When a band wears that certain “experimental” tag proudly on their sleeves, it would be foolish to expect one consistent critical response. It is ironic that a mixed reception is often considered to be the best case scenario for the majority of these unclassifiable bands, with a style that is considered to be unconventional finding solace in only the ears of open-minded individuals. And as we all know, not all critics (or people) are open-minded. Ever since Old Time Relijun has been parading around since 1995, they have experienced responses that range from the likes of “brilliant” and “enjoyably awe-inspiring” to backlash extremists who compare their music to the scent of horse manure. My personal preference for them does not fall in either category, as I find some of their material to be genuinely enjoyable and some of the material to be entirely forgettable. However, it is the capacity of those worthwhile moments that makes the wacky Oregon-based quartet one of the most innovative acts in an indie music scene that occasionally feels repetitive and drab. Even though Old Time Relijun will never be considered an accessible act due to their individualized appeal, the primary aspect that makes the band memorable is that all four members entirely embrace the sentiment.
Even with the varying range of dramatically one-sided reviews, Old Time Relijun’s style has remained fairly consistent throughout their 12-year career. Originally based out of Washington before relocating to Oregon, Old Time Relijun is widely considered to be the brainchild of guitarist/vocalist Arrington De Dionyso. A little-known solo artist for nearly a decade, De Dionyso formed the first remnants of Old Time Relijun in 1995 by enlisting the aid of bassist Aaron Hartman and drummer Bryce Panic. The then-trio recorded their debut album, Songbook, Vol. 1, a year later and released it in 1997 to expectedly mixed reviews. However, I consider it to be a very worthwhile listen that proved to be a gratifying initial exposure to Old Time Relijun’s anomalous approach. Barely over a half-hour long, it introduced a unique focus on rash saxophones, swift guitars, and frantic percussion, it managed to be aggressive, quick-witted, and also impressively organized debut. Though Songbook, Vol. 1 was initially released on De Dionyso’s minor label, Pine Cone Alley, it was later picked up and distributed by K Records. It marked the first of many releases for Old Time Relijun on K Records, a partnership that continues to this day. Shortly after its release, Panic left the band and relocated to India to study meditation. The band was put on hiatus until the release of their second album, Uterus & Fire, in 1999; it featured Phil Elvrum (of Microphones and Mount Eerie fame) filling in as the drummer and producer of an album that was just as odd as the first. Mainly focused on guitar-based experimentation, Uterus & Fire was a dexterous, free-flowing effort that featured clarinets, harps, and brass in an unpredictably scattered effort. It was certainly as odd as the name implied.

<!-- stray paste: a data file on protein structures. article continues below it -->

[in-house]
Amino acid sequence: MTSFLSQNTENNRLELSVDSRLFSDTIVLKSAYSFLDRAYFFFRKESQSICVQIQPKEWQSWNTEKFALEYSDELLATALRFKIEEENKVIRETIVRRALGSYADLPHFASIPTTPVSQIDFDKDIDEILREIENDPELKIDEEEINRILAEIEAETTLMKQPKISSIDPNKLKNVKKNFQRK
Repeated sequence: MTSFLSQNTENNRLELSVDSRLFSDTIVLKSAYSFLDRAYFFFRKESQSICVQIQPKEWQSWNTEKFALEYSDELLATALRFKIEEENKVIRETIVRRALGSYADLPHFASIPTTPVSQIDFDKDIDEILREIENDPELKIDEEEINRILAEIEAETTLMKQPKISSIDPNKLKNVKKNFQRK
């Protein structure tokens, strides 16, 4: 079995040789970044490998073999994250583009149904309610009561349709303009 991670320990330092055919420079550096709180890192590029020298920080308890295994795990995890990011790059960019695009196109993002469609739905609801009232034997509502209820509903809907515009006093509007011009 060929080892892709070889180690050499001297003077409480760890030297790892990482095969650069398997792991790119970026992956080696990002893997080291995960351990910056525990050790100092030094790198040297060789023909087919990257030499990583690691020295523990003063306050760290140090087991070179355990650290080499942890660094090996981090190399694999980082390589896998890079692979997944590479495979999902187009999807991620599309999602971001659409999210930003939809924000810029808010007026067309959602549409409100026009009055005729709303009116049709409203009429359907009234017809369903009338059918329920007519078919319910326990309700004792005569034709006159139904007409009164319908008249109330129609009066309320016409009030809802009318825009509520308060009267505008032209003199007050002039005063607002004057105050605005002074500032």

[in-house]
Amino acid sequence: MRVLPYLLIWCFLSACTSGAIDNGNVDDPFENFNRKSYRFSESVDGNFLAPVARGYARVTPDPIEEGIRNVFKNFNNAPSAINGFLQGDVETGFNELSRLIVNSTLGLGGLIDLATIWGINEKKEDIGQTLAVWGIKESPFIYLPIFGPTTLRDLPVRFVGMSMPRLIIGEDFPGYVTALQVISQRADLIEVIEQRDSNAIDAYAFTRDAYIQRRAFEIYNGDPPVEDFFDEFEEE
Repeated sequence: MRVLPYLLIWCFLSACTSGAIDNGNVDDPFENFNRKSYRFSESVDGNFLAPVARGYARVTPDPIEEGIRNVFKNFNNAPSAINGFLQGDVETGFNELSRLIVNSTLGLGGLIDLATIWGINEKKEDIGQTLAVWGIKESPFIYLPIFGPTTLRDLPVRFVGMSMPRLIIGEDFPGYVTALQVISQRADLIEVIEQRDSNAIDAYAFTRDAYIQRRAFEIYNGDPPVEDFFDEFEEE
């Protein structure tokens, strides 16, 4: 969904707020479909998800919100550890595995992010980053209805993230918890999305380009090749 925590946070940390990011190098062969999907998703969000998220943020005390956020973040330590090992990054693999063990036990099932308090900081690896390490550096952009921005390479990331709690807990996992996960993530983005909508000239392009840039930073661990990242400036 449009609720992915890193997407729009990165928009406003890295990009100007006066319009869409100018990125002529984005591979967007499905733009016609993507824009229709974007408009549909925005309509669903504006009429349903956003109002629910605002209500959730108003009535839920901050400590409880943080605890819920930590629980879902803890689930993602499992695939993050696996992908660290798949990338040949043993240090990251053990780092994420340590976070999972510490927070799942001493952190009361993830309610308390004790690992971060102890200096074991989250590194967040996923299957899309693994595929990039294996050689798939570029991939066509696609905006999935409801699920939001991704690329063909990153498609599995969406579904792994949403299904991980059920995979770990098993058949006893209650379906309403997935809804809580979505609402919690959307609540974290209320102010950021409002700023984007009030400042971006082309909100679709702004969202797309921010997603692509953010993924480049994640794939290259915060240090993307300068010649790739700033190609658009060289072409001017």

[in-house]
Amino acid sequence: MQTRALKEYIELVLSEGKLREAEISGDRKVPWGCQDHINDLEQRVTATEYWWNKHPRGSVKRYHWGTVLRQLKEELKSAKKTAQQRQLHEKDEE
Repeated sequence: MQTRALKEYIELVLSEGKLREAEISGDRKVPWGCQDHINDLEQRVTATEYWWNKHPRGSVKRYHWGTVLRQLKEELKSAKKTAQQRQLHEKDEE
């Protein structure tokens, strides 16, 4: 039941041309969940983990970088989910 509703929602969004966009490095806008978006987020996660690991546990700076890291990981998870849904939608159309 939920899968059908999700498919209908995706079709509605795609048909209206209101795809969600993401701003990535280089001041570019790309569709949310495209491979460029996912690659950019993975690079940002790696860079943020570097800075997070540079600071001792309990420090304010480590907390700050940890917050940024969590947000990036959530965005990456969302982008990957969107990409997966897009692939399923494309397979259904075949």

Since 1999’s Uterus & Fire, Old Time Relijun have went on to release six more albums (usually one per year) with De Dionyso continuing his service as primary songwriter and vocalist. After Elvrum’s departure earlier this decade, Germaine Bacca solidified his role as the drummer and Old Time Relijun was shortly converted to a four-piece upon Ben Hartman’s arrival as the lead saxophonist. These four members are also the performers on Old Time Relijun’s eighth and newest album, Catharsis in Crisis, set to be released on October 9th. It is likely to appease longtime fans of Old Time Relijun, as Catharsis in Crisis is a continuation of the singularly inimitable style that has won the band and De Dionyso a cult following over the past 12 years. With plenty of experimentally-laden guitars clashing with boisterous brass arrangements, off-beat vocal deliveries, and capricious structures, it is yet another unpredictably bold release from the endlessly ceaseless Old Time Relijun. The short but satisfiable “Daemon Meeting” is an absolute treat. Comparing the dull corporate world to a mindless world of demons (or flesh-eating zombies) selfishly intent on wrecking personal havoc, De Dionyso asks a simple question over a series of abrupt guitar progressions and snarling vocals: “What does it mean to be human?” With sulfuric acid in the water cooler, it is a difficult question to answer.
Other songs like “Dark Matter” and the secluded ambiance of “The Second Day of Creation” are more descriptive on why Old Time Relijun has, on more than one occasion, been classified as a “scary” band. Eluding to themes of subdued post-punk with an even darker sense of entitlement, “Dark Matter” works a singular guitar over strains of reverb and a brooding bass line, accomplishing a chilling effect in all forms. If one were to mix a suave Tarantino film with a zombie hack ‘n slasher, this would likely be the perfect song for the soundtrack. Though De Dionyso’s vocals remain an important element, the instrumental attempts like “Dark Matter” on Catharsis in Crisis often turn out successfully. Vocally led songs like “Liberation” and “Daemon Meeting” tend to be more hectically interlaced, with “Liberation” mixing in a free-form, raspy saxophone (a band staple) with various other forms of unconventional instrumentation and vocal yelps. If you were never enamored with Old Time Relijun’s past releases, I would not recommended bothering with this one. However, if you are like me and found enjoyment in several of their previous albums, Catharsis in Crisis is a uniquely crafted spectacle that is one of Old Time Relijun’s best efforts yet.